A demure wooden building in the heart of Portal has been named one of 10 “Places in Peril” by the Georgia Trust for Historic Preservation.
The Portal Drugstore, built in 1907 — a year before the town was incorporated — served as a pharmacy, doctor’s office and soda fountain over the years.
The historic building is in danger of being condemned and demolished if it is deemed a safety or fire hazard by the city, and the Portal Heritage Society hopes that won’t happen.
The Georgia Trust chooses 10 Places in Peril across the state each year to bring attention to them and assist with community interaction and support.
The Portal Drugstore was built by the town’s first doctor.
Dr. James Arthur "J.A." Stewart came to Portal at the urging of friends after graduating from the Medical College of Georgia in 1906. Stewart’s initial practice was just outside Portal, but he moved to “New Portal” when the railroad came through, building his first home there along with the town’s first drugstore.
Affectionately called “Doc,” Stewart was known to do surgery in the back of the drugstore while his wife, Sarah Kitchings Stewart, tended the soda fountain in the front.
“It wasn’t until I was in middle school that I knew he had a name other than Doc,” said Jan Haggins, a Portal resident and Stewart’s granddaughter. “My grandmother — everyone called her Miss Sally — ran the store, dispensed medicines and served Cokes.”
Long-ago patrons received their sodas, only Coke at that time, at the marble fountain decorated with a Tiffany-style lamp and spigots. The revered downtown store was one of the first buildings in Portal with electricity and housed the first Portal telephone, used by the community to make long-distance calls.
Haggins, who also happens to be the president of the Portal Heritage Society, hopes this treasure of history can be saved. Shuttered after Doc Stewart passed away in 1950, the building remains just as it was then, with bygone instruments and medicinal remedies still on the shelves.
In 1990, the Stewart family gave the building and its artifacts, along with the Stewart home, to the Heritage Society. The organization hosted tours for school groups and the community until 2012, when the drugstore was found to be structurally compromised, and tours were discontinued for safety reasons.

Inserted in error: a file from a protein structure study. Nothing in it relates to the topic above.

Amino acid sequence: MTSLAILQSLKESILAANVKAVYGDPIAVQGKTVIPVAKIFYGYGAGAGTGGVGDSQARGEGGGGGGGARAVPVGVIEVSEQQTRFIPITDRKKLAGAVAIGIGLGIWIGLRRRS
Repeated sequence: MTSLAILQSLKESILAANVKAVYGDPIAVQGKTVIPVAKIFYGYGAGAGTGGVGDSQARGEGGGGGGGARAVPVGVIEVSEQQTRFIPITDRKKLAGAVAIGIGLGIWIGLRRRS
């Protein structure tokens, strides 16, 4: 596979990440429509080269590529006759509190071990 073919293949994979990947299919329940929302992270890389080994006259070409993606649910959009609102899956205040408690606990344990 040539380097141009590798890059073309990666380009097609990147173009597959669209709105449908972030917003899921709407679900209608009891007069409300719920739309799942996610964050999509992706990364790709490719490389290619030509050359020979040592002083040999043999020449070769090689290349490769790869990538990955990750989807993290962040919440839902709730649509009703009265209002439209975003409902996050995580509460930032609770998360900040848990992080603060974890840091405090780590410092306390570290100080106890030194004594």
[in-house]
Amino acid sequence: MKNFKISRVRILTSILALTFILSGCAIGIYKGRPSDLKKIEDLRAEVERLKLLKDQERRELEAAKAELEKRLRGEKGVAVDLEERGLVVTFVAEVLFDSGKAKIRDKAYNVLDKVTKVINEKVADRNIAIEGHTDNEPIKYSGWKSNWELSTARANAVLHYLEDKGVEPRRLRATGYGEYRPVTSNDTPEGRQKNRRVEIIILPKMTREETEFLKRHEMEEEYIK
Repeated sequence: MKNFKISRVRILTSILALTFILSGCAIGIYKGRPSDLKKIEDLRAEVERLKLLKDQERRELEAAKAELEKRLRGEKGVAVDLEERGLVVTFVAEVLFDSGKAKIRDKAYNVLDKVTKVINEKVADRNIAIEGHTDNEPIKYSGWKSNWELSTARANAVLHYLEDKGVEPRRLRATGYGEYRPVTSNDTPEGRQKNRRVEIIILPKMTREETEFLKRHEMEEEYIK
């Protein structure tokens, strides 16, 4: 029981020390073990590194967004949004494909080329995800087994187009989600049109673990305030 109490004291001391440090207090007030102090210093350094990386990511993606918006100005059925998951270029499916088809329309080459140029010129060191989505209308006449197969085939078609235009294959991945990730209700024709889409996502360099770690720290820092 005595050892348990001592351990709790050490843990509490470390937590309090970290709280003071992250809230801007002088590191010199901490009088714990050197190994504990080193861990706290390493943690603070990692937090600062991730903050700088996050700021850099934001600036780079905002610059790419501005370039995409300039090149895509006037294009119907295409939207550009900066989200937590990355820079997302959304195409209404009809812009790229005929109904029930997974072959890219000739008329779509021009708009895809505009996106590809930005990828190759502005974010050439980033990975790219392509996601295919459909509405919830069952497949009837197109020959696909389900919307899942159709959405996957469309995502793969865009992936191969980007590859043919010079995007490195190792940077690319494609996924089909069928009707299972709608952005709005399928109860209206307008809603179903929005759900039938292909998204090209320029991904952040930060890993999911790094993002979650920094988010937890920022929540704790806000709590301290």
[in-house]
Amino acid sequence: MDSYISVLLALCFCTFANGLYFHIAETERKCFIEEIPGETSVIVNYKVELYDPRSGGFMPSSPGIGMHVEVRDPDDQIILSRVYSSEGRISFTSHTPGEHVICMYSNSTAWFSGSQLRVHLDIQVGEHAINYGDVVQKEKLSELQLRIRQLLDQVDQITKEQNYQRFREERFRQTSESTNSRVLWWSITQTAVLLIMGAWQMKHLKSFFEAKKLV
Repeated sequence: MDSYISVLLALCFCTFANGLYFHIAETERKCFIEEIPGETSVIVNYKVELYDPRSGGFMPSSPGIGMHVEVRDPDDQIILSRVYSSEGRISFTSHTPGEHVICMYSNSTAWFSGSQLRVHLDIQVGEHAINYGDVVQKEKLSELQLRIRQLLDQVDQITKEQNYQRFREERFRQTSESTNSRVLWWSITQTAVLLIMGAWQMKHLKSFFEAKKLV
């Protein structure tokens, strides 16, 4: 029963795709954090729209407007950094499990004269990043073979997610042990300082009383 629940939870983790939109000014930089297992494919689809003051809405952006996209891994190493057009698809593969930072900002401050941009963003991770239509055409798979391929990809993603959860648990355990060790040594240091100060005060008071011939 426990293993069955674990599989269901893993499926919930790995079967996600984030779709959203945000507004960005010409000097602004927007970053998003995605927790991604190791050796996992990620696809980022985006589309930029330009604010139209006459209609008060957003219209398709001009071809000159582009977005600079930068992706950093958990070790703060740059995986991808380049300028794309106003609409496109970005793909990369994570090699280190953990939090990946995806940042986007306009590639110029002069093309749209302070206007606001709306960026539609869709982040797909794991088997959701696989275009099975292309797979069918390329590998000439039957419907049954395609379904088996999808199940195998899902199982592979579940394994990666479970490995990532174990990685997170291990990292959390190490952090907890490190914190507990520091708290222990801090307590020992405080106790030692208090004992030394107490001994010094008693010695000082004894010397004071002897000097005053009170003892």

Eighty-five-year-old Frances Aaron, a former nurse who currently works at Joiner-Anderson Funeral Home, said she remembers visiting Stewart’s office.
“He brought me into the world, and I used him until I got grown,” she said.
Aaron, like others born during that era, was delivered at home by Doc.
“He delivered all three of my siblings,” Aaron said. “He came out to my house. When he came, we went to my grandmother’s.”
Aaron specifically remembers a chair used in Stewart’s office.
“He sat in a chair that turned,” she said. “I had never seen one before as a child. He pulled teeth, doctored a cold, took care of animals — did a little of it all. It was like a recliner chair, more or less. He sat in it. But, if he looked at your throat or mouth, you sat in there and he stood up.”
Doc served as more than Aaron’s physician. He influenced her career path.
“I remember all those drugs on the shelf, medicines and syringes displayed on the counter behind him. It fascinated me,” she said. “I always said I was going to be a nurse. He took the time to show me all those things.”
Rich in history and treasures, the Portal Drugstore that served as the heartbeat of the community for so many years needs help to stay alive.
“We don’t want to lose our drugstore,” said Jerry Lanigan, vice president of the Portal Heritage Society. “We want to let people know what we’ve got, to preserve part of our history in Portal.”
To find more about the historic treasures Portal offers or to make a donation to the preservation of the drugstore, visit